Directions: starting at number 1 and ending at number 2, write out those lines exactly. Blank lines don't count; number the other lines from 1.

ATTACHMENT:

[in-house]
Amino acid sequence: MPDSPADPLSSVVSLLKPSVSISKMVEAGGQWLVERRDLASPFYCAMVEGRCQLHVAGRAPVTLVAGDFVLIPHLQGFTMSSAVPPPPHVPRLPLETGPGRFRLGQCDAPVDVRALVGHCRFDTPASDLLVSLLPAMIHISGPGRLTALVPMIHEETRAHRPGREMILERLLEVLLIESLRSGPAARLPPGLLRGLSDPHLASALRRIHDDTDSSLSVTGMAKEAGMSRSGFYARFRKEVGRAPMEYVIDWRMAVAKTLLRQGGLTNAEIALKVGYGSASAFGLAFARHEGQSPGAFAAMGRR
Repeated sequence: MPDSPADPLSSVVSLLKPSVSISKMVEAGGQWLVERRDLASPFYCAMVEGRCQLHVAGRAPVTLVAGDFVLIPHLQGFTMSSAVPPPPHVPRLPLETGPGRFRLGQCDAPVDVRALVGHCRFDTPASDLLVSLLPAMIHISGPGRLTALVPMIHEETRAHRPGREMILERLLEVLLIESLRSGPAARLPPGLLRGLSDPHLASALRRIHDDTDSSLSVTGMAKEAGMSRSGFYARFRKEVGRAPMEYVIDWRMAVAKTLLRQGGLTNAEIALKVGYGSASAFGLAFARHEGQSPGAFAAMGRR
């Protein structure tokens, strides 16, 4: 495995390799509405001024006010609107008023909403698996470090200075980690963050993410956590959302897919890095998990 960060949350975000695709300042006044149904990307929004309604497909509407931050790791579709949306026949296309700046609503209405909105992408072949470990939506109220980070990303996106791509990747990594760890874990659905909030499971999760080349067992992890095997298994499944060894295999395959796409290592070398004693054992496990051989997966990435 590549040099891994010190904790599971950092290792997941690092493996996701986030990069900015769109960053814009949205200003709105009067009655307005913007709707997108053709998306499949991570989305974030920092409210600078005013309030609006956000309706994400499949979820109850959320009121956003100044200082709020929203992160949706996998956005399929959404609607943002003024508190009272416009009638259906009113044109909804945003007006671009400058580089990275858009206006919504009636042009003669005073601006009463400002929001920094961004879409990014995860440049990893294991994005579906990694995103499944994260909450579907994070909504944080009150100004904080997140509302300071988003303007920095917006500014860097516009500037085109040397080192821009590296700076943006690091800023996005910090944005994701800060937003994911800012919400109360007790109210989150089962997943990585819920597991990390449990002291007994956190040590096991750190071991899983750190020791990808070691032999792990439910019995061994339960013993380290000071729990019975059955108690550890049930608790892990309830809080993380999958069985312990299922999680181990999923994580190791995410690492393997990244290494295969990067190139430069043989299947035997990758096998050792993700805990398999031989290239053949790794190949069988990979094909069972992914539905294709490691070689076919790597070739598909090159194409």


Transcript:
[in-house]
Amino acid sequence: MPDSPADPLSSVVSLLKPSVSISKMVEAGGQWLVERRDLASPFYCAMVEGRCQLHVAGRAPVTLVAGDFVLIPHLQGFTMSSAVPPPPHVPRLPLETGPGRFRLGQCDAPVDVRALVGHCRFDTPASDLLVSLLPAMIHISGPGRLTALVPMIHEETRAHRPGREMILERLLEVLLIESLRSGPAARLPPGLLRGLSDPHLASALRRIHDDTDSSLSVTGMAKEAGMSRSGFYARFRKEVGRAPMEYVIDWRMAVAKTLLRQGGLTNAEIALKVGYGSASAFGLAFARHEGQSPGAFAAMGRR